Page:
alain williams
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Cost of divorce

which is why when considering marriage, be that outsourcer, software supplier, ... part of the calculation should be: what will it cost to move away at the end ?

The supplier will, however, be doing its best, once the deal has started, to ensure that the divorce costs just rise. Think of the numbers who would like to move away from Oracle or Capita.

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Just 99.5 million nuisance calls... and KeurBOOM! A £400K megafine

alain williams
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0.4p per call ?

How much were they paid per call - the fine should be closely related to that.

Getting the fine from the directors: how about using the proceeds of crime act ?

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Realistic Brits want at least 3 security steps on bank accounts

alain williams
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Stop using your mobile 'phone

Not using a mobile phone would figure highly on my list of how to keep my bank a/c safe. Next: not to login there from a MS Windows machine.

It would help a lot of the banks stopped 'phoning their customers about whatever and as a first step ask the customer to verify who they were by answering security questions!

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We are 'heroes,' says police chief whose force frisked a photographer

alain williams
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Legislation will never be abused ...

we are always told. So why is anti terror legislation being used to terrorise photographers, I wonder what plans are being drawn up on who to abuse with the Investigatory Powers Regulations 2017 ?

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Leaked: The UK's secret blueprint with telcos for mass spying on internet, phones – and backdoors

alain williams
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1 in 6,500 real time snooping

comms providers will be required to make bulk surveillance possible by introducing systems that can provide real-time interception of 1 in 10,000 of its customers. Or in other words, the UK government will be able to simultaneously spy on 6,500 folks in Blighty at any given moment.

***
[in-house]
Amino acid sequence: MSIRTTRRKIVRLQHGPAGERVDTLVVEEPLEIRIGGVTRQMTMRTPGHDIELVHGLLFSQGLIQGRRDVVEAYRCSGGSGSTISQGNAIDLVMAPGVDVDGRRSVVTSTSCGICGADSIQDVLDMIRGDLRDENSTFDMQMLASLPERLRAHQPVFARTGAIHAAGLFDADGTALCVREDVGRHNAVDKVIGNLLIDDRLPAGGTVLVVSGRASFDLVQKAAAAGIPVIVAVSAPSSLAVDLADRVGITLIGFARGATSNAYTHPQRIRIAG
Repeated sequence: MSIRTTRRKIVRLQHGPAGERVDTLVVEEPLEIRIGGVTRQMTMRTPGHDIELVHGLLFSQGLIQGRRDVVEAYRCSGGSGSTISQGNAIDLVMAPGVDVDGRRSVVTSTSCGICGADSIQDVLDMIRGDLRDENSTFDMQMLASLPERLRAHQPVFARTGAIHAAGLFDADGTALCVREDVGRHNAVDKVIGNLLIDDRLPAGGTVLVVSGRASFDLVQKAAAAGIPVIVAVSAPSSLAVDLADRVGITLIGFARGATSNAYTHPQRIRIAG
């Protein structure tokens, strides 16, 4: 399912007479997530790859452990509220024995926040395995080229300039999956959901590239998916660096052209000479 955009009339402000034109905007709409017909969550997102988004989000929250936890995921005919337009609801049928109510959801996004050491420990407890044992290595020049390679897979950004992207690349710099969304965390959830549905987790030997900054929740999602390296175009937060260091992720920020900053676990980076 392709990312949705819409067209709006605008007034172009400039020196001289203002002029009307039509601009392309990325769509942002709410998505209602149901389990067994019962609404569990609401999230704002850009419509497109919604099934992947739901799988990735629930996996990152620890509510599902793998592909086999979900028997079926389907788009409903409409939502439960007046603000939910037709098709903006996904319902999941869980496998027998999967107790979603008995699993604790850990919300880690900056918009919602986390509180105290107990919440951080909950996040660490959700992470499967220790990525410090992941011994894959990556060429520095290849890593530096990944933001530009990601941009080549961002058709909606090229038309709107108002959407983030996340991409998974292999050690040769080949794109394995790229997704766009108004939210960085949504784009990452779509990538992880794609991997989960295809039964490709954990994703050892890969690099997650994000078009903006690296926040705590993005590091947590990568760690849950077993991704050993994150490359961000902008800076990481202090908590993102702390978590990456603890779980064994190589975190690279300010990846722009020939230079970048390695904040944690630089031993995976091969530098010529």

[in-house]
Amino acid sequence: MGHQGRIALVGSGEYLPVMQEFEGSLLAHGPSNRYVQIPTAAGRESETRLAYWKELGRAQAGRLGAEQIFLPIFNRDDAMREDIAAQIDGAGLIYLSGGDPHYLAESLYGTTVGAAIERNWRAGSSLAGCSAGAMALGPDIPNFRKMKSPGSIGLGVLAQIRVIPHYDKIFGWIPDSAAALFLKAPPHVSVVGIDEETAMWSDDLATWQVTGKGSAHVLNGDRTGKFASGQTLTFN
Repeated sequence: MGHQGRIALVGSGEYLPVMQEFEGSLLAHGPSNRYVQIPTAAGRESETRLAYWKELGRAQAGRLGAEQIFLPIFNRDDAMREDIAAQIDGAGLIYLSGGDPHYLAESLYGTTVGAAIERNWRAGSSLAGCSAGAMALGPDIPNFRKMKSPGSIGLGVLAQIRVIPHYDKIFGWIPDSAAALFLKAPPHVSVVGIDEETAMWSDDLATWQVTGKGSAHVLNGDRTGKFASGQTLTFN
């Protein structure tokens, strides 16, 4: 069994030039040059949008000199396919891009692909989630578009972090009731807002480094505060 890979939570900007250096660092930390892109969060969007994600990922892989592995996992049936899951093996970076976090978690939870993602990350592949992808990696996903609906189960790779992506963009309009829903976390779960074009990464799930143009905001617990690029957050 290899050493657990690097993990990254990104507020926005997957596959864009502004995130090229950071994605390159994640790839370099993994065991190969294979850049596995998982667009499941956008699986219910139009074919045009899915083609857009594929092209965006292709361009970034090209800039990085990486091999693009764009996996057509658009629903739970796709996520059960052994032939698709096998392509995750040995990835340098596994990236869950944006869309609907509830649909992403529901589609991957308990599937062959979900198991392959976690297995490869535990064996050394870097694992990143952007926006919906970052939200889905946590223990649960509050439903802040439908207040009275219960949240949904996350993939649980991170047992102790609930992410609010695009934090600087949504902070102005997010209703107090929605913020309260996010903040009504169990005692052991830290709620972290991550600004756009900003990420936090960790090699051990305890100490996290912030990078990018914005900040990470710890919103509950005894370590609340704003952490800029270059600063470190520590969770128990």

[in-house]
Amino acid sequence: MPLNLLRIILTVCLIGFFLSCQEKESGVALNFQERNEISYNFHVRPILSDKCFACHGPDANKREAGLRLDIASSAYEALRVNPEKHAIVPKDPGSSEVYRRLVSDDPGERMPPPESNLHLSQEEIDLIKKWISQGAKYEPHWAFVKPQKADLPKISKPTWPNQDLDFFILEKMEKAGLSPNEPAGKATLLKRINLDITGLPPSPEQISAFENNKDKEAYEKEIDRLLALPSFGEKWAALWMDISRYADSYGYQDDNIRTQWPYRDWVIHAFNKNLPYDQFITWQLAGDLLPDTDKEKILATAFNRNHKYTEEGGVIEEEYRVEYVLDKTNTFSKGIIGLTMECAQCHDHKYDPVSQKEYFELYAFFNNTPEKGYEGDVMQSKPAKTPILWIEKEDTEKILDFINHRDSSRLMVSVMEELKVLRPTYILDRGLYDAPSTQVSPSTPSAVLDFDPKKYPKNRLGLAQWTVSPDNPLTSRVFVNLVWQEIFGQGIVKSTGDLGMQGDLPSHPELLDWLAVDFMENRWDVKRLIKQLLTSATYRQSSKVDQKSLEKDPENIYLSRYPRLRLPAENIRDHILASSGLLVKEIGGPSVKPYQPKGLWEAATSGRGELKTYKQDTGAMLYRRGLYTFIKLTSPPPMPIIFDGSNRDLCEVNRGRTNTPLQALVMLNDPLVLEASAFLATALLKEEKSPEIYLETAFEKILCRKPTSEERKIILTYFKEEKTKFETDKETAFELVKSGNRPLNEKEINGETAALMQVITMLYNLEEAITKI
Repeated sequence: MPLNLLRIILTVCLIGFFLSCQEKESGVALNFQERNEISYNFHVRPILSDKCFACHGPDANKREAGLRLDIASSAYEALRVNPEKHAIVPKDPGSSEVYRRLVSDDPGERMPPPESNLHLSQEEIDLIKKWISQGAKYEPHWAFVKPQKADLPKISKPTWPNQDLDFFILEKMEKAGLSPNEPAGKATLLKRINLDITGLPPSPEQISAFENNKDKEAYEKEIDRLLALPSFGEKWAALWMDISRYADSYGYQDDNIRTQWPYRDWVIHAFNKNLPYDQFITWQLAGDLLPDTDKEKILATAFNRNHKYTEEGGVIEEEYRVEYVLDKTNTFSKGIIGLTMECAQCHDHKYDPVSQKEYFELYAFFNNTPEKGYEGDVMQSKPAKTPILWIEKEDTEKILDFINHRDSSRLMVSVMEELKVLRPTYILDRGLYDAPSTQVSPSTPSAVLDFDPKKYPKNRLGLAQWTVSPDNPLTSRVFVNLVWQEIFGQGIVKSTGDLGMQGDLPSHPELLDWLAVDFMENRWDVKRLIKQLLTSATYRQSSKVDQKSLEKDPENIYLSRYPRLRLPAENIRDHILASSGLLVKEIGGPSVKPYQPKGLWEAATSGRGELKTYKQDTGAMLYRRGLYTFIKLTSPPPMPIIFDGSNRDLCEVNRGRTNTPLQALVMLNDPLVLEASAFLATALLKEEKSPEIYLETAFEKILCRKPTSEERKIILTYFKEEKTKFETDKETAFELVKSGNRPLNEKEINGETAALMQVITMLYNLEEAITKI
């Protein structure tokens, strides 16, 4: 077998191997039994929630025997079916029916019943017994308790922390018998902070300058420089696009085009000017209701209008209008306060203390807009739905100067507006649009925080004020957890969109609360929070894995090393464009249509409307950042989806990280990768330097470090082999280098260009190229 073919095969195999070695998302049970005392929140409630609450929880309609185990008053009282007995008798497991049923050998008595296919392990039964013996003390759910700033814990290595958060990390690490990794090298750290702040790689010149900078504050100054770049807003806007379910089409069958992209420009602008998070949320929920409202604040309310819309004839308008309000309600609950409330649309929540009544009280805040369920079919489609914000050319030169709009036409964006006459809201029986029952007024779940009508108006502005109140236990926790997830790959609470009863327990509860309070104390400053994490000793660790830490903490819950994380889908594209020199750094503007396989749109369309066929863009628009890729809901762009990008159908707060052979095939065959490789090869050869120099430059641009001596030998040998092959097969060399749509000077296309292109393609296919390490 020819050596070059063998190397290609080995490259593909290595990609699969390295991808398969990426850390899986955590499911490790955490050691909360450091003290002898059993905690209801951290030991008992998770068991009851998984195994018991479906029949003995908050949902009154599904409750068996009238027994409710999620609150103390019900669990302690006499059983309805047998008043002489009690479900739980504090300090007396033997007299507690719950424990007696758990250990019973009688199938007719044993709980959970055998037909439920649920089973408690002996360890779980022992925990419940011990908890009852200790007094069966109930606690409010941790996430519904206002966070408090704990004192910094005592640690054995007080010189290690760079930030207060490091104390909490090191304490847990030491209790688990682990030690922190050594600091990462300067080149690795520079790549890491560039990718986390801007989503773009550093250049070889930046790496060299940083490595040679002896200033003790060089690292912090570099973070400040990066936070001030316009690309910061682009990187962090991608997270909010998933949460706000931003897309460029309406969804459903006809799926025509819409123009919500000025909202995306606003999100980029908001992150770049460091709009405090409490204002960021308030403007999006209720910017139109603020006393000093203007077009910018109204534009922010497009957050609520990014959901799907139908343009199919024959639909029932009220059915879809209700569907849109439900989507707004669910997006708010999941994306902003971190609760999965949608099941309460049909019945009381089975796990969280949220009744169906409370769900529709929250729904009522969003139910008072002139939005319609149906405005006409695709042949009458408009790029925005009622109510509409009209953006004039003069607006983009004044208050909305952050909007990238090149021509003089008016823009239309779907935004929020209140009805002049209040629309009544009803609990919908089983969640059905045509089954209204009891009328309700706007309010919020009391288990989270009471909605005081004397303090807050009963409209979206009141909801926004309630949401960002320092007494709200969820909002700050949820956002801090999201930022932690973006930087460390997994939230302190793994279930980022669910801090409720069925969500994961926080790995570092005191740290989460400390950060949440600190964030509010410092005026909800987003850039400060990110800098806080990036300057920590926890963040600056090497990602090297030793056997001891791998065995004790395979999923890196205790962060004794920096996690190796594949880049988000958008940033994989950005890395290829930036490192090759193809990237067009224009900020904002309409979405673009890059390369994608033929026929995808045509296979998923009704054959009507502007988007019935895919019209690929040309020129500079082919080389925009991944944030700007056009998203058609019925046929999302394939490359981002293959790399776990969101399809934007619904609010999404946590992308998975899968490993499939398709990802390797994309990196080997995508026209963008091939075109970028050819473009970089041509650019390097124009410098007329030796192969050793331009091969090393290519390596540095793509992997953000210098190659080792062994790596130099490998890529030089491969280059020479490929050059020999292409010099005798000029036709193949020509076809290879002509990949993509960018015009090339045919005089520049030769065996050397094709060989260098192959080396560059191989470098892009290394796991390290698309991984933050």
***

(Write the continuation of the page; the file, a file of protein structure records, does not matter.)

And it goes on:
That makes the assumption that each person only has one Internet connection. For many it is 3: home, work & mobile. So double that number - at least.

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Just delete the internet – pr0n-blocking legislation receives Royal Assent

alain williams
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Anything in there about religious sites ?

Religion screws up far more young, impressionable minds than does porn.

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Hackers uncork experimental Linux-targeting malware

alain williams
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Run nmap occasionally ...

just in case you forgot to close that port that you opened for a 5 minute test last month:

nmap -A -T4 my.host.name

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Uber cloaked its spying and all it got from Apple was a slap on the wrist

alain williams
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Honesty

seems to be considered optional by many CEOs these days. However if you, as an individual, breach their terms of service they see no problems in acting against you.

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Microsoft promises twice-yearly Windows 10, O365 updates – with just 18 months' support

alain williams
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Re: Twice yearly roll out of incompatabilities

Eh ? (Please explain how they're going to break Linux)

How about change details of the SMB protocol and thus mounting of SMB shares no longer works.

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alain williams
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Twice yearly roll out of incompatabilities

Now that Microsoft has got a large number of machines being upgraded when it wants it can start to roll out code that breaks other systems; be they those who are still running old versions of Microsoft Windows (ie not 10) or those who run non Microsoft operating systems or applications. Eg Linux or LibreOffice. They roll out applications that handle a new file or wire protocol in March and then make it default in September, removing use of old protocols next March, so software more than 1 year old will then not interoperate with the latest stuff.

They will claim that this is all in the name of progress or fixing security vulnerabilities; but the real reason will that they will start saying how non Microsoft software is incompatible, not good enough, ... So LibreOffice (and similar) developers will have to waste a lot of time playing catch up while Microsoft sniggers.

Other software vendors play this game, eg Autocad is continually updating file formats which makes it hard for users of old versions to read files from a user of the latest versions.

This will also help with forcing people to take out a subscription: no subscription so you don't get the latest Microsoft Word ...

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alain williams
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Re: It wouldn't be a problem